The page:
Will Berard is a stand-up comedian who lives with MS. In the first in a new series of blogs on mental health and MS, Will urges us all to value our mental wellbeing as much as our physical.
As our society has become more aware of mental health issues, an important concept has come to light: that of parity of esteem. That is, “valuing mental health equally with physical health”: not only by health professionals, but also by peers, employers, and the general population.
A common illustration of the principle (and of the road left to travel in order to achieve parity of esteem*) is to compare the reaction one would get, at work, when showing up on crutches with a broken leg, to the one caused by a mental health diagnosis.
But esteem, whatever form it may take, is not the sole realm in which there’s a disparity between mental and physical health. In fact, the disparity of esteem itself stems from a disparity of understanding, which in turn originates from a disparity of descriptibility.
For instance, when my MS manifests as a physical symptom, it is easy for me to describe it with precision: I can say I have paraesthesia in my left arm, particularly in the extremities, I can zero in on the particular set of nerves involved (in this instance the ulnar nerve) and even attempt to trace it back to a particular lesion based on my latest MRI. Compare this with my MS flaring up with a mental symptom. If I say I’m experiencing anxiety, it’s not saying much at all. Am I apprehensive, fearful, stressed, or worried? Is it a diffuse sense of anxiety, or does it have a particular object? Does it manifest in physical symptoms (dry mouth, palpitations, tremors), or is it a more abstract, intellectual fear?
We lack the categories and the vocabulary to describe mental and emotional symptoms with the same accuracy as physical ones. This is a fundamental problem: if you lack the words for colours, you cannot be expected to describe a rainbow, let alone paint a picture of one. As in my post about fatigue, this is not an issue specific to mental illness, or indeed mental health symptoms in MS. The ramifications of the difficulty of describing emotions in language span far and wide, as any relationship counsellor will attest.
But as far as we people with MS are concerned, it is, here again, all the more salient. I wanted to start with a post on this before going into individual mental health symptoms of MS, because the description and classification of those symptoms very quickly hits upon a shortcoming in language itself.
Physical anatomy is an objective classification: we can unambiguously distinguish the Ulnar Nerve from the Median Nerve. But the anatomy of the mind and its processes is mapped with language, so the boundaries and descriptors are necessarily going to be arbitrary, especially when compared to the scientific precision of anatomical diagrams.
It is worth bearing in mind that psychiatry is a relatively new science, to the extent it even is one at all, and that the job of mapping the mind (the psyche, the spirit, the soul) with language was for centuries the remit of priests, gurus and shamans. Nowadays psychiatric symptoms, disorders, and their classification are the remit of official bodies with acronyms (APA, WHO), and the maps, drawn using statistics, bear such cryptic names as DSM-5 and ICD-10. For all their outwardly scientific language, those maps can be as hermetic to the layman as the most mystical of sacred texts.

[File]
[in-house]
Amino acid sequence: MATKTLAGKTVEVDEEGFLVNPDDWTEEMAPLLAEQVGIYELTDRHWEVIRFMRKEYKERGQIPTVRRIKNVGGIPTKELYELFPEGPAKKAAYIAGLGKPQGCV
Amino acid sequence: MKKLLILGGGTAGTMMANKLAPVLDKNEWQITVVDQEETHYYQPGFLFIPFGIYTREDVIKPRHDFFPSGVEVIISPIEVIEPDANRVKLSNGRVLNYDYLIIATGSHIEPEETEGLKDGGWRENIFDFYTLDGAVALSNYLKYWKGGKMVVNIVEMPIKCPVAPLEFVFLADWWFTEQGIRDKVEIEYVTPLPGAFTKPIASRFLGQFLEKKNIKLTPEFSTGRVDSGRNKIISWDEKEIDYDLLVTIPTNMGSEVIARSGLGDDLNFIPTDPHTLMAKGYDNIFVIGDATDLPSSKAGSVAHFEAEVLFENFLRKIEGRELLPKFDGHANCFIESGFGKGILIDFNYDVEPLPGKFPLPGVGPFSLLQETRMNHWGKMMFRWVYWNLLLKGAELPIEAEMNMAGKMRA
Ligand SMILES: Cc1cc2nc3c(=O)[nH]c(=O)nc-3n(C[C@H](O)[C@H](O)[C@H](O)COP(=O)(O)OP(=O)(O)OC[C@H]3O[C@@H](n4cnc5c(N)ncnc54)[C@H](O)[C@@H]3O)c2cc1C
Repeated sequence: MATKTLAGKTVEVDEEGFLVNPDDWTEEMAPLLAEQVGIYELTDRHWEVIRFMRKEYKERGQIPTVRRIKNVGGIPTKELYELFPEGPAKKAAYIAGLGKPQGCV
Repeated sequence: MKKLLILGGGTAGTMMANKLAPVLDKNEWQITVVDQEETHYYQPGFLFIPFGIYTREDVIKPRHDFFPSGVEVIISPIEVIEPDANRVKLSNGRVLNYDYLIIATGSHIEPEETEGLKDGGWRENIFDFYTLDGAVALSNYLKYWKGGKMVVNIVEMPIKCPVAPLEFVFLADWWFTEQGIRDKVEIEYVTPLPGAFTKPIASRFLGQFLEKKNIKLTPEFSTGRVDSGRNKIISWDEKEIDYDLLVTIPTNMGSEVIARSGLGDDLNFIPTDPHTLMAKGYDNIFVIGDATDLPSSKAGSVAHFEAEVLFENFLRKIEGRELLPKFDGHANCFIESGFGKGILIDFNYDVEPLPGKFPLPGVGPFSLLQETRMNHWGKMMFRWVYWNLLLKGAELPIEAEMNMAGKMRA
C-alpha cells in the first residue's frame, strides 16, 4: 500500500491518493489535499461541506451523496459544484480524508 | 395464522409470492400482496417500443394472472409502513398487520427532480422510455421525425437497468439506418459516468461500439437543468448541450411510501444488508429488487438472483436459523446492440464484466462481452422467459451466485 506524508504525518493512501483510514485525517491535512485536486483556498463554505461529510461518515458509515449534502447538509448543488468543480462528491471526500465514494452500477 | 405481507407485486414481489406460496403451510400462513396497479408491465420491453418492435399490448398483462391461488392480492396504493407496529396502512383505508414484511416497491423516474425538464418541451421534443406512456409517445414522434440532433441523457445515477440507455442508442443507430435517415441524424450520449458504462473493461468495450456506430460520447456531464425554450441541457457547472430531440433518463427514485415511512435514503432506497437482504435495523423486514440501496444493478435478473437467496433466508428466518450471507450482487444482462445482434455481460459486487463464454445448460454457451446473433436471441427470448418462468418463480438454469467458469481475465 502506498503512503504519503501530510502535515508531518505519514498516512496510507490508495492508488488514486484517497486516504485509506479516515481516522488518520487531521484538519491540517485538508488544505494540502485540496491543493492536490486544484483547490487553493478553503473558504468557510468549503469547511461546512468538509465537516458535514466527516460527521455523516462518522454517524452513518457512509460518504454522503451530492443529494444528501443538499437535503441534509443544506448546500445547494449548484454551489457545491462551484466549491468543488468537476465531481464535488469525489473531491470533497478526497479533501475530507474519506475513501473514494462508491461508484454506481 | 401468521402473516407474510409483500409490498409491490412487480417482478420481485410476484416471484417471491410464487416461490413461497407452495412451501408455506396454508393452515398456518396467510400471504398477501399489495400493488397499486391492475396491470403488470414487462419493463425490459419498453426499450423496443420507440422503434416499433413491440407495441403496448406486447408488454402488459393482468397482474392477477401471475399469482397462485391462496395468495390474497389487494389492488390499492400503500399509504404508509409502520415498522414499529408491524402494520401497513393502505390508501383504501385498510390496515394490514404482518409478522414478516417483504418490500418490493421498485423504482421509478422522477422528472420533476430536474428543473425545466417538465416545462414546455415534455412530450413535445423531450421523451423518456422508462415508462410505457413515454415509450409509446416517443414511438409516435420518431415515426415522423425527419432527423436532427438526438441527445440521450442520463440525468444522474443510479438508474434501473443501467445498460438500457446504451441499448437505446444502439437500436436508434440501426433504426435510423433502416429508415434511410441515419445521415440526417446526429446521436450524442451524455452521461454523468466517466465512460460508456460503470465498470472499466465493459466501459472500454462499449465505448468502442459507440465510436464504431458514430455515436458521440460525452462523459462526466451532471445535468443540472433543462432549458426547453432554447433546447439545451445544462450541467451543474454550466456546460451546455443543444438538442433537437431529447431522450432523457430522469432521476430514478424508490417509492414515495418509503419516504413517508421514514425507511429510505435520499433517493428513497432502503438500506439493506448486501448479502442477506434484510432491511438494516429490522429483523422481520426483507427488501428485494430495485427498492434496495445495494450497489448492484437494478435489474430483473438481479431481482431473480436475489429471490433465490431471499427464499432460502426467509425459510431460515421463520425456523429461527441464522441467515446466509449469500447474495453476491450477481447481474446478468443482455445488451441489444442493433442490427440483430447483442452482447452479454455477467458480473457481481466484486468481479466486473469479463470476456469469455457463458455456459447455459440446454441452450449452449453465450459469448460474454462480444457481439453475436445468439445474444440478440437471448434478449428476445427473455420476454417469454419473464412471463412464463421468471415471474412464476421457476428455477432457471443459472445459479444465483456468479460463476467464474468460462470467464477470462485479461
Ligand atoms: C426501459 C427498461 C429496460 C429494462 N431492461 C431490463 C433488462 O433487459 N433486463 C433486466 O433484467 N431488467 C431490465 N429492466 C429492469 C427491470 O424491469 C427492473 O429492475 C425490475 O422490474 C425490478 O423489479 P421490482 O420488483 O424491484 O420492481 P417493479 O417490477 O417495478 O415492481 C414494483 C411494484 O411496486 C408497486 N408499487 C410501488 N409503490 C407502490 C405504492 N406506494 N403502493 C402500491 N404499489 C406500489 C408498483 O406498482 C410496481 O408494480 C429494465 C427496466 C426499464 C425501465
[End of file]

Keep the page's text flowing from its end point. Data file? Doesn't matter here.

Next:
If the message of my previous piece was to listen to, or indeed try to better understand, your body, here the takeaway is to develop a knowledge, a language, a map of your psyche, so as to have better insight on your mental health symptoms, and your mind in general. The methods to achieve this are numerous, ranging from spirituality to therapy, and mindfulness to self-help, just to name a few. They are by no means mutually exclusive, in fact combining them yields better results, and gives a wider perspective, than sticking to just the one.
If an unexamined life is not worth living, is an unexamined mind worth living with?
*For an insightful take on parity of esteem listen to Will Self on A Point of View.
*These are Will's views and not those of the MS Trust*
MS and your emotions
Living with multiple sclerosis (MS) can affect your emotions. Find out more about ways to adjust and come to terms with MS being part of your life.
Depression can be common in MS, either as a direct symptom or as a consequence of living with the condition. Find help to recognise and cope with depression here.
Wellbeing and MS
Looking after your body and mind is important. Find the practical information you need to live well with MS, including managing stress, tips to help you get a better night's sleep, and dealing with the emotional side of an MS diagnosis.
Covid boosters and shielding changes for people with MS
21 Sep 2021 - 00:00
From September 2021, the shielding programme for clinically extremely vulnerable people will close. A booster programme will top-up Covid vaccines for vulnerable people.
A sticky situation
13 Sep 2021 - 00:00
For some people with MS, relapses can be a big part of their condition. In this blog, Elaine discusses the unpredictability of multiple sclerosis, including what it feels like to be in a relapse.
Cycling 1,000km for the MS Trust
1 Sep 2021 - 00:00
Fundraiser, George shares his motivations for completing a 1000km cycling challenge on behalf of the MS Trust as well as some useful tips for others thinking of taking on their own physical fundraising challenge.
Sign up for updates from us
Keep up-to-date with the latest MS news, explore new research, read the stories of people living with MS, find out practical tips from MS experts, and discover exciting fundraising opportunities.